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The Terrifying Reality for Women in the North Korean Military

It’s been a decade since Lee So Yeon left the North Korean army, but her memories are still there.

She remembers the room she shared with more than 20 other women. She remembers her uncomfortable bottom bunk and how much she sweat. She remembers having to bathe with a hose because there was no hot water.

“As a woman, one of the toughest things is that we can’t shower properly,” So Yeon told the BBC. “We would get frogs and snakes through the hose.”

So Yeon, who is now 41 years old, volunteered to join the military in the 1990s, when North Korea was faced with famine and enlisting in the army was one of the only ways to ensure a meal every day. She was only 17. North Korea has since made it mandatory for women to serve at least seven years in the military.

Even with a guaranteed source of food; however, So Yeon and the thousands of other North Korean teenage girls and young women who made the same decision were not fed enough to keep up with the demands of their daily activities.

Though women had slightly shorter physical training regimens than the men, they were also expected to clean and cook, a responsibility they did not share with men. The job was physically and emotionally demanding, which took its toll on women in the service.

“After six months to a year of service, we wouldn’t menstruate any more because of malnutrition and the stressful environment,” she said.

This can be attributed to functional hypothalamic amenorrhea (FHA), which refers to the absence of a menstrual cycle due to malnutrition, stress, and intense physical activity. FHA in young women can lead to stress fractures, bone loss, delayed puberty and infertility, according to Cincinnati Children’s Hospital. The menstrual cycle can resume after the stressors have been eliminated, but it is not always guaranteed.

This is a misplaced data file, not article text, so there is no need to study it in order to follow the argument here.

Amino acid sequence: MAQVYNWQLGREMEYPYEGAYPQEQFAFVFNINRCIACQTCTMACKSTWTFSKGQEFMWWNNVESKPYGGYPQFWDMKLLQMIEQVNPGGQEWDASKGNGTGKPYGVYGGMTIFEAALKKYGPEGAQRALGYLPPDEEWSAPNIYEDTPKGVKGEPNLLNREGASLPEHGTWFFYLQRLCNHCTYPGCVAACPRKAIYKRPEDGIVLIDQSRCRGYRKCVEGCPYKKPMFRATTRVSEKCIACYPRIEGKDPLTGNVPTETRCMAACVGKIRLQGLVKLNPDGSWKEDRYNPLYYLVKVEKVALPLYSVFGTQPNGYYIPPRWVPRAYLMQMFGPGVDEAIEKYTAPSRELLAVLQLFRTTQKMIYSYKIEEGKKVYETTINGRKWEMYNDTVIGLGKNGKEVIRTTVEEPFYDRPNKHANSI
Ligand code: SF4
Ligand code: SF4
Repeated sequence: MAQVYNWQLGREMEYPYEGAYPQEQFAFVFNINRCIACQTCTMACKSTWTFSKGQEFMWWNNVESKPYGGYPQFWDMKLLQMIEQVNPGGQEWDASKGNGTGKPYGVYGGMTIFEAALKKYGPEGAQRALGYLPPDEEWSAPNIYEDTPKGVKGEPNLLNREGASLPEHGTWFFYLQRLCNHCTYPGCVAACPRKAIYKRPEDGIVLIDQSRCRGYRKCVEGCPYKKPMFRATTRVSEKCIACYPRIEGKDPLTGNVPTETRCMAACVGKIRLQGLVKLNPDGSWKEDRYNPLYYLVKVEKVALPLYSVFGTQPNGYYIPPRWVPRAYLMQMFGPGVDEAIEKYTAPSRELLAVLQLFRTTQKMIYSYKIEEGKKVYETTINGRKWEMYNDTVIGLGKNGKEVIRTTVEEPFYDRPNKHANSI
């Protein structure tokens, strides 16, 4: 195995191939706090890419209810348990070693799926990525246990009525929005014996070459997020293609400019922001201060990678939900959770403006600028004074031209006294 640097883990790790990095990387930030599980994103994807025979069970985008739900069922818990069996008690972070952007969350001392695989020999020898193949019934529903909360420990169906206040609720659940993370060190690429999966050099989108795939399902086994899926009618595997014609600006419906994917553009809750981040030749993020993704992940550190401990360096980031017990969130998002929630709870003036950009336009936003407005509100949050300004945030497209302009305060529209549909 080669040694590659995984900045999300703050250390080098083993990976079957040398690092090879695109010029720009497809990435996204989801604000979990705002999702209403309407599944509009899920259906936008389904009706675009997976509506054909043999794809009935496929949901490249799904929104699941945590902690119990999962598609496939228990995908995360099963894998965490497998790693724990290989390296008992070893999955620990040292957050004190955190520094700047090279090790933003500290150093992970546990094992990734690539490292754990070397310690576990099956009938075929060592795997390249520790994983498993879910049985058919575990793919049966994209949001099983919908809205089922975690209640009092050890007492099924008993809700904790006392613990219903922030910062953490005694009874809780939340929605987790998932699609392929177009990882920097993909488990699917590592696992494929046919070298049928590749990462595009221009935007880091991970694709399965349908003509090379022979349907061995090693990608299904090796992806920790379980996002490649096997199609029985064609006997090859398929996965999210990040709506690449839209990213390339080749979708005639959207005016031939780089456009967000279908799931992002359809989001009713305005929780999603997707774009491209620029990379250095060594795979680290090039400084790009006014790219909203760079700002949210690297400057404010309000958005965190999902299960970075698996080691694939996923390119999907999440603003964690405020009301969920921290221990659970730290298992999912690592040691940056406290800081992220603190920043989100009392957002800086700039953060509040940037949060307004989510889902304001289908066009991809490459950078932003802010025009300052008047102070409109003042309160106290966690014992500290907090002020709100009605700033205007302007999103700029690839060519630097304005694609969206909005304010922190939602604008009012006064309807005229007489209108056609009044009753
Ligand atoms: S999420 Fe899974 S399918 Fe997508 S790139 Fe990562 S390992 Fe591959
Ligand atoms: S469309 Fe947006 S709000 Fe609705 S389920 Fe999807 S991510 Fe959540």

The women who did get their periods while serving in the North Korean military weren’t always happy about it. The army forced them to reuse their white cotton sanitary pads, which they had to get up early every day to wash when the men would not see.

“The female soldiers were saying that they are glad that they are not having periods,” So Yeon said. “They were saying that they were glad because the situation is so bad if they were having periods too that would have been worse.”

Even worse than the missed menstrual cycles was the prevalence of sexual assault and rape in the military. So Yeon herself was never raped, but she knew how common it was.

“The company commander would stay in his room at the unit after hours and rape the female soldiers under his command,” she said. “This would happen over and over without an end.”

The North Korean army claims to take sexual abuse very seriously and even has a jail sentence of up to seven years for men convicted of rape, the BBC reported.

“But most of the time nobody is willing to testify,” French journalist Juliette Morillot said in her piece, North Korea in 100 Questions, originally published in French. “So men often go unpunished.”

So Yeon left the military when she was 28, Express reported, but it wasn’t until 2008 that she decided she wanted to leave the country. On her first try, she was caught by the Chinese border and then sent to prison. When she was released from jail, she was able to get to China, where a broker helped her move to South Korea, where she lives now.

It is important that So Yeon shares her story of being a woman in the North Korean military so people understand what is happening in a country about which we know so little. Women are constantly mistreated every day, and the more people know about the truth, the more we can change.

Featured Image by Roman Harak on Flickr

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